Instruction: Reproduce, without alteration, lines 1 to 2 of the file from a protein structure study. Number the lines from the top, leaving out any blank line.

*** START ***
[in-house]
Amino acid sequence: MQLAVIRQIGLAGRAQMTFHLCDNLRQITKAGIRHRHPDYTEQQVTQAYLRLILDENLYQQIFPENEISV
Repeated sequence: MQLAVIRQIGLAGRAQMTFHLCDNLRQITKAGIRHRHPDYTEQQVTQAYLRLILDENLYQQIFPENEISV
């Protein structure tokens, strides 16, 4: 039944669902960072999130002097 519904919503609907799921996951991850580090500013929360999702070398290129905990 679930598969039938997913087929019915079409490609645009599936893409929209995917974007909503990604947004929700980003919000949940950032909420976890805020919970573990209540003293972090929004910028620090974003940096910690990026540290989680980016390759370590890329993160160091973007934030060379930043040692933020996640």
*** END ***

[in-house]
Amino acid sequence: MQLAVIRQIGLAGRAQMTFHLCDNLRQITKAGIRHRHPDYTEQQVTQAYLRLILDENLYQQIFPENEISV